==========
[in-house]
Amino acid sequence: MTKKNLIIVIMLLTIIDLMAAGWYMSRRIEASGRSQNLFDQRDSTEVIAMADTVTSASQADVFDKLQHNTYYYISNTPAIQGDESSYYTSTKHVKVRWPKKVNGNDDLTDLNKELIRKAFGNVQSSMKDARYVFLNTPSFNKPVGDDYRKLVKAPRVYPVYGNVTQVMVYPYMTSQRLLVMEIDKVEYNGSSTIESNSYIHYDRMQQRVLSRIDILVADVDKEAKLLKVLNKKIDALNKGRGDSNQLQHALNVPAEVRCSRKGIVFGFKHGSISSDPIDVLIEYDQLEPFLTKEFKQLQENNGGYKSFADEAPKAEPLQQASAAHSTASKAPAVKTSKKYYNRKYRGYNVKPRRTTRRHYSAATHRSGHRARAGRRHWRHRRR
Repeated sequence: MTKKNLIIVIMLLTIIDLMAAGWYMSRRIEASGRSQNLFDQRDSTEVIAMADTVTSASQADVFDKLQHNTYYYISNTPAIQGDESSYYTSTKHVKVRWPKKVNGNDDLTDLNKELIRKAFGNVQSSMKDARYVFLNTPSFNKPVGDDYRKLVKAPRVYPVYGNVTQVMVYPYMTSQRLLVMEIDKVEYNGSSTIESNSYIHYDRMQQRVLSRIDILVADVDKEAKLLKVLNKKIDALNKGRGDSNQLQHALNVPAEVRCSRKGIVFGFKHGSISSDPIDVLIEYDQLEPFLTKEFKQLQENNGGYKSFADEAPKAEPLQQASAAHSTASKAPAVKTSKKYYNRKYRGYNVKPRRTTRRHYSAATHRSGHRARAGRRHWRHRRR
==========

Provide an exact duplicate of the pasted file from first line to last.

[in-house]
Amino acid sequence: MTKKNLIIVIMLLTIIDLMAAGWYMSRRIEASGRSQNLFDQRDSTEVIAMADTVTSASQADVFDKLQHNTYYYISNTPAIQGDESSYYTSTKHVKVRWPKKVNGNDDLTDLNKELIRKAFGNVQSSMKDARYVFLNTPSFNKPVGDDYRKLVKAPRVYPVYGNVTQVMVYPYMTSQRLLVMEIDKVEYNGSSTIESNSYIHYDRMQQRVLSRIDILVADVDKEAKLLKVLNKKIDALNKGRGDSNQLQHALNVPAEVRCSRKGIVFGFKHGSISSDPIDVLIEYDQLEPFLTKEFKQLQENNGGYKSFADEAPKAEPLQQASAAHSTASKAPAVKTSKKYYNRKYRGYNVKPRRTTRRHYSAATHRSGHRARAGRRHWRHRRR
Repeated sequence: MTKKNLIIVIMLLTIIDLMAAGWYMSRRIEASGRSQNLFDQRDSTEVIAMADTVTSASQADVFDKLQHNTYYYISNTPAIQGDESSYYTSTKHVKVRWPKKVNGNDDLTDLNKELIRKAFGNVQSSMKDARYVFLNTPSFNKPVGDDYRKLVKAPRVYPVYGNVTQVMVYPYMTSQRLLVMEIDKVEYNGSSTIESNSYIHYDRMQQRVLSRIDILVADVDKEAKLLKVLNKKIDALNKGRGDSNQLQHALNVPAEVRCSRKGIVFGFKHGSISSDPIDVLIEYDQLEPFLTKEFKQLQENNGGYKSFADEAPKAEPLQQASAAHSTASKAPAVKTSKKYYNRKYRGYNVKPRRTTRRHYSAATHRSGHRARAGRRHWRHRRR